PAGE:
That picture below, it’s my kindergarten class. I’m third from the right.
Not much has changed since kindergarten…
…I’m a tiny bit taller. On a good day I’d say I’m 5’ 2”.
I’ve always been small.
It has its advantages: curling up into a ball to sleep on plane, weaving through massive crowds, and intimidating people.
No, I wasn’t kidding about the last point.
People are intimidated by me, despite my petite figure.
Turns out I’m not the only one.
Vic, one of my readers, has the EXACT same problem.
Here’s what Vic wrote to me:
When I don’t know how to do something I’m willing to admit it and ask for help.
However, I’m pretty confident in my abilities as a designer, especially when it comes to coding up designs in HTML and CSS. So when I say I can do something, I do genuinely mean it, and I deliver on what I’ve promised.
I just moved to a new team, and my new boss conveyed feedback to me in my third one-on-one that I come off as intimidating to others.
I asked for specifics to help me understand, and my boss couldn’t really provide me an example.
My suspicion is that it’s because I’m direct.
I do my best to be kind and calm, but I wanted to give my boss and new team, the benefit of the doubt, so I asked them to bring it up the next time I do it.
Does that seem like a good idea?
Vic could be as intimidating as they come, but before we dive into what Vic could do better, let’s dissect what Vic’s boss isn’t doing well: practicing radical candor.
What is radical candor?
It’s when we provide feedback that is humble, helpful, immediate, in person — in private if it’s criticism and in public if it’s praise — and it doesn’t personalize.
If you’ve been a reader for awhile, then you’ll recall I did an episode with Kim Scott last year called: Why Bosses & Employees Should Practice Radical Candor. It was a preview of her upcoming book Radical Candor: Be a Kick-Ass Boss Without Losing Your Humanity, which will be out next month!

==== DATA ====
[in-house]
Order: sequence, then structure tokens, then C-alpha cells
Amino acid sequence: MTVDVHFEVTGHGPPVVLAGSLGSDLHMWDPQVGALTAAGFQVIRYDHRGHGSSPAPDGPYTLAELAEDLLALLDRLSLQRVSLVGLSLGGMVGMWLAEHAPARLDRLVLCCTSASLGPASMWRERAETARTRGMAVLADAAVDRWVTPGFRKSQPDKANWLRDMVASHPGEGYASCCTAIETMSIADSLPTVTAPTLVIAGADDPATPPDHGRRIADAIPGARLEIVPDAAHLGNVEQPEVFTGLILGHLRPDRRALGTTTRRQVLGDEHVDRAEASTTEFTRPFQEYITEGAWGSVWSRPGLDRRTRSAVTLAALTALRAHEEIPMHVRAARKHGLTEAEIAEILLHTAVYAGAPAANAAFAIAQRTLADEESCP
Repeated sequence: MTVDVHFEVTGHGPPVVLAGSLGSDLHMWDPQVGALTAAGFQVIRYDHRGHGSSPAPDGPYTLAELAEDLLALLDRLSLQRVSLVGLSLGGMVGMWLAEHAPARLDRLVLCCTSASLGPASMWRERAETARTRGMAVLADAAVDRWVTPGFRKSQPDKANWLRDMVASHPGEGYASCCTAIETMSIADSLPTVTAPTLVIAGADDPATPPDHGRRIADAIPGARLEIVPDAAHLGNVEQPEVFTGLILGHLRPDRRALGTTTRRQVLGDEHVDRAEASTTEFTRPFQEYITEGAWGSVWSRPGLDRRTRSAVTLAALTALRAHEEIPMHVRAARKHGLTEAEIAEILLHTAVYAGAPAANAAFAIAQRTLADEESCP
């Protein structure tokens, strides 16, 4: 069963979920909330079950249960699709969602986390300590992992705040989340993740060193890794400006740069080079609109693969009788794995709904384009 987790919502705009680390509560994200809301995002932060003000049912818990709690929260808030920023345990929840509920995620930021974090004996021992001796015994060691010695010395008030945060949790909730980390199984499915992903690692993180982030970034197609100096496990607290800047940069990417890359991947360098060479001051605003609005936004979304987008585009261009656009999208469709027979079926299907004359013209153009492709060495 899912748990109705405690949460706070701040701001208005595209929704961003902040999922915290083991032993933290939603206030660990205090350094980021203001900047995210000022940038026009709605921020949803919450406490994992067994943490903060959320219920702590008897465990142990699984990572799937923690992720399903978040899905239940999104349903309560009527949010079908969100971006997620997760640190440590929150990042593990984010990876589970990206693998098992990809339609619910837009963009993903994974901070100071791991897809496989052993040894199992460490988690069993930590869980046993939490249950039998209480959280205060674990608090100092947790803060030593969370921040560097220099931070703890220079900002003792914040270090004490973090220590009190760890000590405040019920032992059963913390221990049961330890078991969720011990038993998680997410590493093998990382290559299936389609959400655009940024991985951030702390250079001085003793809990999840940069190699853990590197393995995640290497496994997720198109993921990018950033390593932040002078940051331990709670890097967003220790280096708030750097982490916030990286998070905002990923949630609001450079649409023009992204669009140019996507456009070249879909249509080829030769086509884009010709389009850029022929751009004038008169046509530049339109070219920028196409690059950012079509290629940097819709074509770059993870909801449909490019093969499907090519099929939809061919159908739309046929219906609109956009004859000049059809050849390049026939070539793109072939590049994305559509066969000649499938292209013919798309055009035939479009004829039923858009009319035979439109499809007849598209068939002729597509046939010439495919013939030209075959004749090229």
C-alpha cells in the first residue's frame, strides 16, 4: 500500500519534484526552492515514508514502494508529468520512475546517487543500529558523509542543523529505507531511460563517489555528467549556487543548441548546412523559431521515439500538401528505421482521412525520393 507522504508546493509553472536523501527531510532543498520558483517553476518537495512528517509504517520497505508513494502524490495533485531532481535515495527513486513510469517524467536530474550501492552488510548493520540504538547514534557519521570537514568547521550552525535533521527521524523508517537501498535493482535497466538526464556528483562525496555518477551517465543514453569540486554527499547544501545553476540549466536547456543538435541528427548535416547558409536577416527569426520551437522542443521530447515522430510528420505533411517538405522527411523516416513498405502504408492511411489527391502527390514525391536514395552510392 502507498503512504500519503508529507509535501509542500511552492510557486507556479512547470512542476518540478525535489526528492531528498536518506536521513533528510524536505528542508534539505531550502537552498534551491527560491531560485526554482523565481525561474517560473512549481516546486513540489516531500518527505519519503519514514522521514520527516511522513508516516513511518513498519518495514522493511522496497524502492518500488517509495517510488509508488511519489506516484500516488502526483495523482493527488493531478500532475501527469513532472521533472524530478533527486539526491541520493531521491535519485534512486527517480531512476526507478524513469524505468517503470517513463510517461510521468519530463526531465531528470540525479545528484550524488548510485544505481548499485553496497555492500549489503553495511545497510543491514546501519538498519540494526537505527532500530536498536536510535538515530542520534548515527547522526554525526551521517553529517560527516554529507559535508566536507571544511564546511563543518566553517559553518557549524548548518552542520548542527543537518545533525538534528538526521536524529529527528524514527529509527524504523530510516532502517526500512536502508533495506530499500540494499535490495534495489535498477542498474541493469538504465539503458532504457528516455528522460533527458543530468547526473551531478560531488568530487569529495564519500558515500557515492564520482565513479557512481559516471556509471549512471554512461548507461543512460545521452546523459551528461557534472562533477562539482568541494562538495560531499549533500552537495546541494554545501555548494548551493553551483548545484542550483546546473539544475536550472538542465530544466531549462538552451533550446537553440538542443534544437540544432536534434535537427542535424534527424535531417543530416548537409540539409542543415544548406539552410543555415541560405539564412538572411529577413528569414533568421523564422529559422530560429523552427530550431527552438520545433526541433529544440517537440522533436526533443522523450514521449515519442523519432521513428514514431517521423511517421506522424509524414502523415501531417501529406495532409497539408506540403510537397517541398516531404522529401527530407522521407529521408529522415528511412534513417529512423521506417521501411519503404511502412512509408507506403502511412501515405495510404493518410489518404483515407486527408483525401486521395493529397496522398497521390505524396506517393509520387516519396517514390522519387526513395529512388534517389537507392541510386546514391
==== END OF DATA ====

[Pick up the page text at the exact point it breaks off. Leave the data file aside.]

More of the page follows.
Vic’s boss’ feedback might have been in person, but it certainly wasn’t immediate or helpful. It didn’t provide any specifics. Instead, it was vague and ambiguous, leaving Vic wondering what to do next.
What intimidation is and isn’t
Workplace bullying is a real thing and an offense that shouldn’t be taken lightly.
It’s when someone is being harassed, physically or emotionally.
I don’t know Vic too well. However, I’m going to give Vic the benefit of the doubt and assume that what is happening here isn’t that Vic is actually intimidating co-workers.
My hunch is that Vic being confident and direct is causing people to feel uncomfortable because they haven’t seen someone in their workplace act that way before. Maybe even someone that looks and sounds like Vic.
Vic is going against the culture and norms people are used to.
Vic has a few options.
The first option is to start a dialogue, like Vic has already done, to understand the behavior being called into question. It gives people the benefit of the doubt, and Vic a chance to learn.
If it turns out that Vic’s behavior is considered intimidating, then Vic can change it to fit the culture and then norms of the organization.
Or Vic can rock the boat by questioning the culture and the norms of the organization.
It might lead to changing people’s mindset and approach or might lead to Vic having to look for a new job.
We hope for the former, but too often the latter happens.
Does it mean we’ve done something wrong?
It just means in being headstrong, we’ve thrown people off.
While it’s important to be kind, compassionate, and caring, there is a balance between that and being a pushover.
It takes time and practice to know when to be flexible and when to be strong.
It’s a risk we may have to take in order to find people that will value us and our abilities.
Ultimately, we have to ask ourselves is it a risk worth taking?
Let me know your answer in the comments below.